View Full Version : BACK AND HEAD PAIN

20th February 2007, 12:39 AM
I have had scoliosis since birth. I had a harrington rod fitted at the age of 10 years, I had to have this removed 9 years ago as it became infected.

I have had several sesssions of physiotheraphy since having the rod removed, I went for a couple of sessions recently, and the physiotheraphy said I should see a specialist as he thinks my back is progressing.

I use a nippy ventilator at night for breathing due to my scoliosis. Last time I went for a check up the specialist said he could not do any more. I do feel I should see a specialist to keep an eye on me.

What sort of treatment is available for me, the pain starts on the rib hump and travels up to my head, have had the pain on and off for a few weeks now. Painikillers don't seem to work, I take co-codimal during the day and tyrol at night prescribed by the Dr.

I look forward to any replies.

Many thanks

20th February 2007, 03:20 AM
This pain sounds like it's neck related. I will get headaches on occasion from my neck and everything else being out of alignment. I have to do yoga stretching for the rest of my life in order to correct my spine, because I have a lung disease that prohibits me from getting the surgery done. I would ask the doctor what else can be done, if anything. I recommend yoga for the back pain. :D

Amazed Jean
20th February 2007, 06:38 AM
piglet, Welcoome to SSO. I haven't had any surgeries or braces (Not recommended) however I fight the headache and neck pain constantly. Since going on 2 litres of Oxygen full time I feel much better. Then I started on a Bipap machine at night (in addition to 02) and my headaches are almost completely gone! My neck is a killer because my upper curve is so dramatic that I no longer have a neck. I really try to not stress it. If I get a twinge in my neck, I stop whatever I'm doing and try to relax. Different pain killers and muscle relaxants work sometimes. Sometimes a hot shower helps but nothing works every time. My favorite "cure" currently involves a neck massage, Margarita, and a nap with Bipap and O2 on of course. Good luck and welcome again!

20th February 2007, 09:16 AM
Hello again! I'm sorry it's something like this that's brought you back, but even so welcome back :-)

Unfortunately, curves can sometimes progress after a rod has been removed, but there can also be plenty of other reasons for increased pain. I'd really suggest that you should ask your GP for referral to a pain clinic - a good clinic will have many different suggestions to make and will offer more than just painkillers, but also will be well positioned to give good ideas on what is best to take and in what combination. Some clinics offer alternative therapies as well, such as acupuncture, so I'd think it's worth a try.

Massage is something I find very effective for muscular pain, so could be worth considering if you can find a way to get it done too :-)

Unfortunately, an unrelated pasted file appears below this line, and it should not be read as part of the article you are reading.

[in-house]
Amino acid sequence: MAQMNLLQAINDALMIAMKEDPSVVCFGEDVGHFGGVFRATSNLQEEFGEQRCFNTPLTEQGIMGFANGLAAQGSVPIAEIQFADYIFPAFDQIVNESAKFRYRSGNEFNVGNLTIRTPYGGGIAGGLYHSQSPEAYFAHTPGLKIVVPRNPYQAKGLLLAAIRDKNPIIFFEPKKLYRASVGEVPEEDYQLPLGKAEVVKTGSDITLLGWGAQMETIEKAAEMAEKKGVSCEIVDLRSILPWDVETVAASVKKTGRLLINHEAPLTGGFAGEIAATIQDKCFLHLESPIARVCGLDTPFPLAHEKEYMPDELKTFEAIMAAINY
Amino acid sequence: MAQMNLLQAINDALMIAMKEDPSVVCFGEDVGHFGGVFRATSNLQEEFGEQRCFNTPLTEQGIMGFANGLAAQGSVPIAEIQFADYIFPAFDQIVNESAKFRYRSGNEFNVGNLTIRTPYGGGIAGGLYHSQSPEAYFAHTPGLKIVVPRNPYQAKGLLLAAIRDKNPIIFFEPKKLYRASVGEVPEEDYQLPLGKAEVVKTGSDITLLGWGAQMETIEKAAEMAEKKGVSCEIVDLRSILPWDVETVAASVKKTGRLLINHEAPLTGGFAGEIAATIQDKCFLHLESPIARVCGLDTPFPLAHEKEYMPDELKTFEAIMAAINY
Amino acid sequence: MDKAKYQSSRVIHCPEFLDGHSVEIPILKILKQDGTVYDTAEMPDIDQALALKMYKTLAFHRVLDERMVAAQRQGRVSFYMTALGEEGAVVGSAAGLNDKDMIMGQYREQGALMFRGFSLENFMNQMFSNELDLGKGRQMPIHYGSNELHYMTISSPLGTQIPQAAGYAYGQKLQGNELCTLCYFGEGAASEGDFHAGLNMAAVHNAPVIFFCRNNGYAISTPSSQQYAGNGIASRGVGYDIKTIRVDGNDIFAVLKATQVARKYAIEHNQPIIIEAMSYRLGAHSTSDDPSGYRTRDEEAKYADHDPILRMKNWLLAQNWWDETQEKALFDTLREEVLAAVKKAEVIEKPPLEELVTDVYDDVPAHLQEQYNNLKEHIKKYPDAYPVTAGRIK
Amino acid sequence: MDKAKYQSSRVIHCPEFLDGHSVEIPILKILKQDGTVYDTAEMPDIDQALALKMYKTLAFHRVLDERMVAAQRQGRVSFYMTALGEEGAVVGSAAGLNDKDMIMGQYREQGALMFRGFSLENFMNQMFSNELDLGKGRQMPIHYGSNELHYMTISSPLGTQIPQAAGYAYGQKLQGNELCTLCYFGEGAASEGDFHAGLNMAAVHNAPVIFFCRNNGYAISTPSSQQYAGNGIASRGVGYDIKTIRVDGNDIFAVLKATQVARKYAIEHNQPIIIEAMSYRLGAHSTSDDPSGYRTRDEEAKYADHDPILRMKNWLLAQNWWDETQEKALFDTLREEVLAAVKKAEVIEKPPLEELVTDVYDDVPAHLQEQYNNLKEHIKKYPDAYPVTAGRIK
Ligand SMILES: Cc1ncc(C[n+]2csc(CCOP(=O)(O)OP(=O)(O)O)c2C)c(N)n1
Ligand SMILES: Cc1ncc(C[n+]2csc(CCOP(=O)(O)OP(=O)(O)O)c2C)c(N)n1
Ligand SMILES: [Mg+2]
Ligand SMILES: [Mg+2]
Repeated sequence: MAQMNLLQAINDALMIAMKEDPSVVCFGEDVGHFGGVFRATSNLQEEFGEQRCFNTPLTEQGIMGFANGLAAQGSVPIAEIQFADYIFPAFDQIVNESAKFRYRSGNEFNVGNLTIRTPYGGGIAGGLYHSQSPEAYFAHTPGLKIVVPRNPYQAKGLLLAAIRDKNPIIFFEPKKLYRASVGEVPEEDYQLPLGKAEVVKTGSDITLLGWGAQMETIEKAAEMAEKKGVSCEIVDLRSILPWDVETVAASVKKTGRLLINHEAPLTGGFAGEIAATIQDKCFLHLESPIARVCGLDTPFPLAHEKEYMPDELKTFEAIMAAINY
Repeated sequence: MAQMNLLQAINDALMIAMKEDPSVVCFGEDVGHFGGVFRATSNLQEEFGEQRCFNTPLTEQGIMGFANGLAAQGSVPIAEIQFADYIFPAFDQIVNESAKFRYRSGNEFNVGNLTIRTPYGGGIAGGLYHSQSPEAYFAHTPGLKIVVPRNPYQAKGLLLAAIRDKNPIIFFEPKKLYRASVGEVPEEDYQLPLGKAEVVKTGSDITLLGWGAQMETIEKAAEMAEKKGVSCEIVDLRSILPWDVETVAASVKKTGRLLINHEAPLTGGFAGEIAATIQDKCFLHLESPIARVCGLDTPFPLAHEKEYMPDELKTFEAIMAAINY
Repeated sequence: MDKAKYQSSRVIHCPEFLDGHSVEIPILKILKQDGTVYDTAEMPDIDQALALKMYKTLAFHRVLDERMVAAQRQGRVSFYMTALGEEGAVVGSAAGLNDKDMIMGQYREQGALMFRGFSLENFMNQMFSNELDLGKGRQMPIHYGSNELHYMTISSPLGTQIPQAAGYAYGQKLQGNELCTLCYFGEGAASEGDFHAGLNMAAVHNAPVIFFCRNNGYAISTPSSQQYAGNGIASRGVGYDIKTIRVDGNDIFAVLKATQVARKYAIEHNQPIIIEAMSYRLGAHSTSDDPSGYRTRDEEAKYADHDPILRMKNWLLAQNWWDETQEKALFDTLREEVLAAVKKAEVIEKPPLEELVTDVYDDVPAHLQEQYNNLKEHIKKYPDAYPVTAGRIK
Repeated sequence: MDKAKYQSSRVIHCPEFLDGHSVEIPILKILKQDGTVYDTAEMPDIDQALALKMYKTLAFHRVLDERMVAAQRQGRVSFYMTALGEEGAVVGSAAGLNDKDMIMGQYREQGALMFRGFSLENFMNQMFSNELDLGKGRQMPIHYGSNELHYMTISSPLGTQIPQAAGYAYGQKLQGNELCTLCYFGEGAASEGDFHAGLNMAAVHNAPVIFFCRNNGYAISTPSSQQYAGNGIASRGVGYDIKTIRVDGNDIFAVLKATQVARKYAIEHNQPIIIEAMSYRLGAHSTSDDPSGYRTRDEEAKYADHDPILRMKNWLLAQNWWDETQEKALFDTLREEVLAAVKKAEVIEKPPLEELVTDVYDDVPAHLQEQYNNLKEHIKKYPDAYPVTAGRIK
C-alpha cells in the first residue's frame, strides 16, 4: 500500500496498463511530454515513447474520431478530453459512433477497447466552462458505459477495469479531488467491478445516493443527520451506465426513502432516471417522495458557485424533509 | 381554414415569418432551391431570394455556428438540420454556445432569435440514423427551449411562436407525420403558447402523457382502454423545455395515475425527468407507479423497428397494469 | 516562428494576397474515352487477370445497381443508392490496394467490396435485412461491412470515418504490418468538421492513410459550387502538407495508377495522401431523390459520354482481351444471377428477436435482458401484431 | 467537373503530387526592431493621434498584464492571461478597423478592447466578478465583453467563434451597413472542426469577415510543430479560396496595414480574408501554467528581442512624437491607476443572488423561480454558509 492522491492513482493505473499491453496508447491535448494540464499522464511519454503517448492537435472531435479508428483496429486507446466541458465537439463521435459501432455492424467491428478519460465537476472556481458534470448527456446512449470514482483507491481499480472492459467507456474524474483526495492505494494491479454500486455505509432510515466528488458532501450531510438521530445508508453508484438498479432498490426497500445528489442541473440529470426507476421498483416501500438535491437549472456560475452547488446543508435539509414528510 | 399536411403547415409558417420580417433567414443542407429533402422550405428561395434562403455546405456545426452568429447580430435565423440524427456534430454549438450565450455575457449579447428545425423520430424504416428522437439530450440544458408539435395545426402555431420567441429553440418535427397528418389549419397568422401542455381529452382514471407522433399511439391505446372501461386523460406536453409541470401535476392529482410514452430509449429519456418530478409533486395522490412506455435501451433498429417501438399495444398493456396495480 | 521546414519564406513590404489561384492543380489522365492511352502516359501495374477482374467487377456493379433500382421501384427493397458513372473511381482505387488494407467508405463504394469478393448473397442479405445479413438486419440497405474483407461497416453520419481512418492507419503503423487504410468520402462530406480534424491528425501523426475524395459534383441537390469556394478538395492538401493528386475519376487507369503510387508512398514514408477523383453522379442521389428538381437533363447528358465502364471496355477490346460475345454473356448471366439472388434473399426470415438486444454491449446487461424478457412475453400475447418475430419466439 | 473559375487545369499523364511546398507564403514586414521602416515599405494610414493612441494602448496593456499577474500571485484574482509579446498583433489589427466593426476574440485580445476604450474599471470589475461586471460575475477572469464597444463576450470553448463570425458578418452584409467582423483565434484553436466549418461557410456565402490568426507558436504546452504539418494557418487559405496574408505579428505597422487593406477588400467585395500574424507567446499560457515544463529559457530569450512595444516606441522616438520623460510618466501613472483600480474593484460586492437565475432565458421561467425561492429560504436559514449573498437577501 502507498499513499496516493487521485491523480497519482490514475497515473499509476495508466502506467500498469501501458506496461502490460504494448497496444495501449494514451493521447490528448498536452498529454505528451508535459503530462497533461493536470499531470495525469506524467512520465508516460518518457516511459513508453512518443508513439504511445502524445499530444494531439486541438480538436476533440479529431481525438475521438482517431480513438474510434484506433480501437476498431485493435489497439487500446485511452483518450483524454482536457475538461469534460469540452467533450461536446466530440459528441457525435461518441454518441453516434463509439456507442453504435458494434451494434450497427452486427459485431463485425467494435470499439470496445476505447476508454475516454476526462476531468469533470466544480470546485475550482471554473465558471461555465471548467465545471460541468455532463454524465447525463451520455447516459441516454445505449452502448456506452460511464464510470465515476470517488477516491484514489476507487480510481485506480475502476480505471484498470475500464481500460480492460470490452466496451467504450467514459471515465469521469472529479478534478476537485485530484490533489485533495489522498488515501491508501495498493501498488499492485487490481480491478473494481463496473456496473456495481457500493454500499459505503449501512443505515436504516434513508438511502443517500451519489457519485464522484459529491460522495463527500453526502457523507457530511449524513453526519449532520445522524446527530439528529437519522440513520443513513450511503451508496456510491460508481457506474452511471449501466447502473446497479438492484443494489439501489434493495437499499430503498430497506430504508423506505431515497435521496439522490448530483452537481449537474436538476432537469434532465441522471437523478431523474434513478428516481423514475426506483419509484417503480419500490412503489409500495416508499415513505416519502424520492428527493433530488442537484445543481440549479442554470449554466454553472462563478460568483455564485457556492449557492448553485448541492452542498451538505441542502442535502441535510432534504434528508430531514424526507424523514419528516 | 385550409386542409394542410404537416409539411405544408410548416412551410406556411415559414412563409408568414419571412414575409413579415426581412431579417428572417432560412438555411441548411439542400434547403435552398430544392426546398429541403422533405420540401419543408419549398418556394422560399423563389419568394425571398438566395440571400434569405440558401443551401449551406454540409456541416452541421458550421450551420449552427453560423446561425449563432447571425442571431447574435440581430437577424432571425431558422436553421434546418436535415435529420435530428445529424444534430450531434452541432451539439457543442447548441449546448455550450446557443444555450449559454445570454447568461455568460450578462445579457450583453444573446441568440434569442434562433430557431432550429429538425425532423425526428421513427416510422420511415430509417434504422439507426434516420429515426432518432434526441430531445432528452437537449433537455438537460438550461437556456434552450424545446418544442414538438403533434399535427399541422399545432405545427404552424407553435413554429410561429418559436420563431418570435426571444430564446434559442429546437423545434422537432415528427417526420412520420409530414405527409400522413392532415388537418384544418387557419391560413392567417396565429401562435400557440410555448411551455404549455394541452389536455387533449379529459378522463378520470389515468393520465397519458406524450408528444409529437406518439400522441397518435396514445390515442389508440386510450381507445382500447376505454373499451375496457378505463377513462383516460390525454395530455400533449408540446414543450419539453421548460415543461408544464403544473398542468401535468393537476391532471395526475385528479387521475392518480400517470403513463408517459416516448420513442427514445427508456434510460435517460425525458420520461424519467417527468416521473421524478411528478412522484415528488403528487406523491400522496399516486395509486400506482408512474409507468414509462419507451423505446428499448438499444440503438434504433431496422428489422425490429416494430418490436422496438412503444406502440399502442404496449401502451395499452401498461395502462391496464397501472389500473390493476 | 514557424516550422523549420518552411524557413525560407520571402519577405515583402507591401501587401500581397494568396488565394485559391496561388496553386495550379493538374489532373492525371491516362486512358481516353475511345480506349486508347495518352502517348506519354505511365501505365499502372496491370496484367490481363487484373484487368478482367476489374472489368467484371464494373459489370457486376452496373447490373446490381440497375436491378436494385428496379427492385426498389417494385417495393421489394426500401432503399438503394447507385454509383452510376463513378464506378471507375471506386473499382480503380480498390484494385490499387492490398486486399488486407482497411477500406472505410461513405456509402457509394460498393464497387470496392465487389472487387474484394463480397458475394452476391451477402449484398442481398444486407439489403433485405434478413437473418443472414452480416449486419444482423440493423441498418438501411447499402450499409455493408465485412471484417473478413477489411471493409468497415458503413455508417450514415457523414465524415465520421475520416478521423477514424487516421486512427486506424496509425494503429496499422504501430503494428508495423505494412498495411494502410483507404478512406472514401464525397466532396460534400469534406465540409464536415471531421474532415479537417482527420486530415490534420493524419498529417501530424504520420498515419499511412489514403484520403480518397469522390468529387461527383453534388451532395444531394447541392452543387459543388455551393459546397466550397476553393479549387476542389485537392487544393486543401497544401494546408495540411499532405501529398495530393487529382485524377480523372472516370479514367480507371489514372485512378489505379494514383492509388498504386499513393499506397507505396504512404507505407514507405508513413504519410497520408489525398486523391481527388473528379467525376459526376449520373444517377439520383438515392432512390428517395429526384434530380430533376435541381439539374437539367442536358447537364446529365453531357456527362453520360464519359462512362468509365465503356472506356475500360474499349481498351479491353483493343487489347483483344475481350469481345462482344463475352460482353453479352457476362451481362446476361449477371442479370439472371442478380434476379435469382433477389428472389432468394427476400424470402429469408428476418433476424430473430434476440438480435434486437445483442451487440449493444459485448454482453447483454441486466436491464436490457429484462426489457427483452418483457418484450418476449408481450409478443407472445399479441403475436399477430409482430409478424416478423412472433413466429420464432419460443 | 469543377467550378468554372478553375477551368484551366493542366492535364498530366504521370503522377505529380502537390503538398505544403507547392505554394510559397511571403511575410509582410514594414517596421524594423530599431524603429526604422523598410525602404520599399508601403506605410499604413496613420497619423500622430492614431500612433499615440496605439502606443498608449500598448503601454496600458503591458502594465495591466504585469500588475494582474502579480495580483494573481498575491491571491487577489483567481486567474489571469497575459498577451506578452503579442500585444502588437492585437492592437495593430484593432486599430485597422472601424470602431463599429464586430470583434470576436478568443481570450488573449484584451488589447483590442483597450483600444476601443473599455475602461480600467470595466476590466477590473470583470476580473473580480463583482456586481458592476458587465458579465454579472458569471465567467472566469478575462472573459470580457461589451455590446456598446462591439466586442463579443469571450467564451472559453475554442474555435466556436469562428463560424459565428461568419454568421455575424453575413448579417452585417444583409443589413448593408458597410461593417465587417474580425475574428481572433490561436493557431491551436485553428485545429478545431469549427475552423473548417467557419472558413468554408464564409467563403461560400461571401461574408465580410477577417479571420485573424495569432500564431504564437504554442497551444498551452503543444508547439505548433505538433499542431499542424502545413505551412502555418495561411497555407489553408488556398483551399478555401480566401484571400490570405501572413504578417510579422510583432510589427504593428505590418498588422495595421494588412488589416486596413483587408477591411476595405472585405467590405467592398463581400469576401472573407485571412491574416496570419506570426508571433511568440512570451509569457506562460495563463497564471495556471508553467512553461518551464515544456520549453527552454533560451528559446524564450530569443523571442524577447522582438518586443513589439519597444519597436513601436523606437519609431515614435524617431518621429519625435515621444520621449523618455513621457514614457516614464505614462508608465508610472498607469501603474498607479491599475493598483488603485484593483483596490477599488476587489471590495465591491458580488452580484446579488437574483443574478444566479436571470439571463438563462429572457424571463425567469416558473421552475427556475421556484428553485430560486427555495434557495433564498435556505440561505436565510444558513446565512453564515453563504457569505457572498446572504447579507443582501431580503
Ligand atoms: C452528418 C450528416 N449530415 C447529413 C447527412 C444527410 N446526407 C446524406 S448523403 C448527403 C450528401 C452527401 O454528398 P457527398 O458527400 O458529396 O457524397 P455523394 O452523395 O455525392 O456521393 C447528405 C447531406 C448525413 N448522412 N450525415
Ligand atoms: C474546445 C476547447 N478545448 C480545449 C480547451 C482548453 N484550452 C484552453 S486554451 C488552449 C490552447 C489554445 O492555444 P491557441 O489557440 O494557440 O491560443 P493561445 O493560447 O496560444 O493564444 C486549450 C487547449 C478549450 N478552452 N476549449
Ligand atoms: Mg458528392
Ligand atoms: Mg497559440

Could I ask roughly where you live? I'm guessing UK as you mentioned your GP in your previous message. If so, some places with well renowned specialists are the Royal National Orthopaedic Hospital at Stanmore in London, the Nuffield Orthopaedic Centre in Oxford and Queens Medical Centre in Nottingham. All of them take on some extremely complex cases, so would hopefully be able to help you, or alternatively if your specialist is based at one of these hospitals, perhaps you could see someone at another for a second opinion.

I do think that you should get a check up in any case, and be monitored periodically, especially as sometimes it's more a case of meaning that the risk outweighs the benefits rather than nothing can be done - and that's something that can change if you develop new pain, or have progression, so that the risk becomes worthwhile again. I hope that doesn't sound too grim, as it's really not how I mean it! Just that things can change, and medicine advances all the time - heck, sometimes something as simple as having new monitoring equipment available, so that the anaesthetist can do their job more effectively could be enough to make all the difference between a surgery being safe or not, so I'm sure you're right to pursue getting checked out again, and at least you'll know where you stand then, regardless of the outcome.

20th February 2007, 05:22 PM
Hi there,

I would definitely second Titch's advice about getting your GP to refer you back to a scoliosis specialist. If nothing else they could take some up-to-date x-rays to check if there really has been any progression, although I must admit I find this concept rather worrying since I thought once the spine had fully fused it would be stable. :???:
Unless perhaps a curve has begun to develop above or below the fusion, do you know what levels were covered by the original Harrington rod surgery? Also - just being curious here - how did the rod become infected after such a long time?

Hope you can get your problem seen to soon.

Gilly x

20th February 2007, 06:26 PM
I have little else to add, but definitely get referred to a specialist, not just any local orthopaedic surgeon but a specialist in one of the major centres who may have the know-how and experience to deal with complicated cases.
It's possible it may be somethiong as predictable as disc degeneration.I'm 39 with a rodless fusion and have battled the effects of cervical disc degenaration for some years now.
Even if no plans are made for more surgery,keeping a check on progression is important for the long term.
Welcome back to sso.